The computational domains are equilibrated under the Nose-Hoover thermostat and barostat;^{14} the number of atoms, volume, and temperature of the simulation is held constant followed by a isothermal-isobaric ensemble with the number of particles, pressure, and temperature of the system held constant for a total of 2 ns at 0 bar pressure. For the NEMD simulations, a fixed amount of energy is added per time step to a warm bath at one end and the equal amount of energy is removed from a cool bath at the other end. This is performed with the length of the baths set to $10a0$ in the *z*-direction, and the dynamics are carried out under a microcanonical ensemble, or the NVE integration, with the number of particles (N), volume (V), and energy (E) held constant. After $\u223c2$ ns, a steady-state temperature gradient in the *z*-direction is established by averaging the temperature for atoms in each monolayer for a total of another 5 ns. Examples of the steady-state temperature profiles for a homogeneous domain with *m* = 20 g mol^{−1} and a 5-component solid solution are shown in Fig. 1(a). These temperature profiles are then used to predict the thermal conductivity of the various structures by invoking the Fourier law, $Q=\u2212\kappa \u2202T/\u2202z$, where the applied flux is in the *z*-direction. To check for convergence of system size on the thermal conductivity predictions, we simulate computational domains with varying lengths in the direction of the applied heat flux. As shown in Fig. 1(b) for 1-component and 5-component structures, a domain size of 80 unit cells ($\u223c43$ nm) is large enough to predict size-independent thermal conductivities, which suggests that our choice of $10a0\xd710a0\xd780a0$ for the system sizes is computationally reasonable and avoids artifacts due to small system sizes. Along with the computational domain size, the applied heat flux does not alter the calculated thermal conductivity as well.

For the spectral contributions to thermal conductivity, the heat flux is spectrally resolved by the relation,^{15} $Q=\u222b0\u221ed\omega 2\pi q(\omega )$, where *ω* is the angular frequency and $q(\omega )$ is the spectral heat current. The details of the procedure are outlined in our previous work in Ref. 16. In general, this heat current between an atom *i* and *j* is proportional to the correlation between the interatomic force $F\u2192ij$ between the atoms and the velocities, $qi\u2192j(\omega )\u221d\u3008F\u2192ij\xb7(v\u2192i+v\u2192j)\u3009$, where the brackets denote steady-state non-equilibrium ensemble average.^{17–19} We tabulate the forces and velocities for the atoms under consideration for a total of 10 ns with 10 fs time intervals under the NVE integration to calculate the spectrally resolved heat flux, $q(\omega )$.^{16} Note, as the dot product of the forces and velocities includes separate contributions in the *x*-, *y*-, and *z*-directions, the *x*- and *y*-components describe the in-plane or transverse mode contributions, and the component in the *z*-direction describes the out-of-plane or longitudinal mode contribution to the total heat current. It should also be noted that the assumption that all the modes experience the same temperature drop holds for our spectrally decomposed thermal accumulation calculations. The reader is referred to Ref. 20 for a detailed NEMD-based approach that calculates the spectral phonon temperatures and spatial temperatures of all the individual phonon modes in systems using more material specific potentials.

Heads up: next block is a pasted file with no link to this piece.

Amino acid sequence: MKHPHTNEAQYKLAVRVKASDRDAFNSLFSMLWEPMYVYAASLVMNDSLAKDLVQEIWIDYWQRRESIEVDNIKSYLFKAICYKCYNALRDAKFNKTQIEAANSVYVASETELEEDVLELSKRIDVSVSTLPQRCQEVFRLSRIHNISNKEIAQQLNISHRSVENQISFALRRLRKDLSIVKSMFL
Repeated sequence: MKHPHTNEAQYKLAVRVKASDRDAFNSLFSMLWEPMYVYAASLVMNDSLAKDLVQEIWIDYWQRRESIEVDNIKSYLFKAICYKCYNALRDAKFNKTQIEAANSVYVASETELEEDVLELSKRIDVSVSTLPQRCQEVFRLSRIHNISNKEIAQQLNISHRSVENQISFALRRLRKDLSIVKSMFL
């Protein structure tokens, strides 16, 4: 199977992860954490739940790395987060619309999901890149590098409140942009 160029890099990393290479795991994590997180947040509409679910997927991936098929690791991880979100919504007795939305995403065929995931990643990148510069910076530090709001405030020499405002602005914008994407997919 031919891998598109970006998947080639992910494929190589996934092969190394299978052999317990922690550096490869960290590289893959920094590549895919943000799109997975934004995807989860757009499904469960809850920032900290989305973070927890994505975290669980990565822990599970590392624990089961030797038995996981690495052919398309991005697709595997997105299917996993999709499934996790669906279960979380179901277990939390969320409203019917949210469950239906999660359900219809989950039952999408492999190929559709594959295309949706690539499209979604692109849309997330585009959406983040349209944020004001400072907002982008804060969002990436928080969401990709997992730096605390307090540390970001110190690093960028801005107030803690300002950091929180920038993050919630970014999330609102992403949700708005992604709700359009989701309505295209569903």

## III. RESULTS AND DISCUSSIONS

Figure 2(a) shows the NEMD-predicted thermal conductivities for the 2- to 5-component solid solutions for a range of impurity mass concentrations. It is clear from the figure that the addition of impurity masses ultimately reduces the thermal conductivity. However, in accordance with our previous work, the thermal conductivity of solid solutions beyond 4 impurity atoms, within uncertainties, is similar for the entire range of alloy concentrations. It should be noted that the generality of these results holds for cases with different host masses, different percentages of impurity masses introduced in the host lattice, and different mass increments of the impurity atoms, whereby adding more impurity atoms beyond a critical limit does not significantly change the thermal conductivity.^{11} This can be attributed to the fact that the term proportional to mass disorder [Γ in $\tau \u22121=\delta 3\Gamma \omega 4/(4\pi v3)$ where $\delta 3$ is the atomic volume, *v* is the velocity, k is the wavevector, and *ω* is the frequency] dictating thermal conductivity of these materials approaches a constant value even with the increase in the number of components beyond a certain limit that differ in mass alone.^{11} To reduce the thermal conductivity of these alloys even further, the local strain-field has to be altered. In our case, this can be achieved via changing the energy or length parameter in the LJ-potential as mentioned above. As shown in Fig. 2(a), the thermal conductivity of the 5-component alloys can be lowered significantly (even beyond the mass scattering limit) by perturbing the local strain-field. It is also interesting to note that the minimum in the thermal conductivity shifts to higher concentrations as the number of components is increased beyond the binary alloy. This is consistent with our recent experimental findings that suggests that a larger difference in mass and crystallographic properties of the parent materials results in a more asymmetric thermal conductivity trend with concentration.^{21}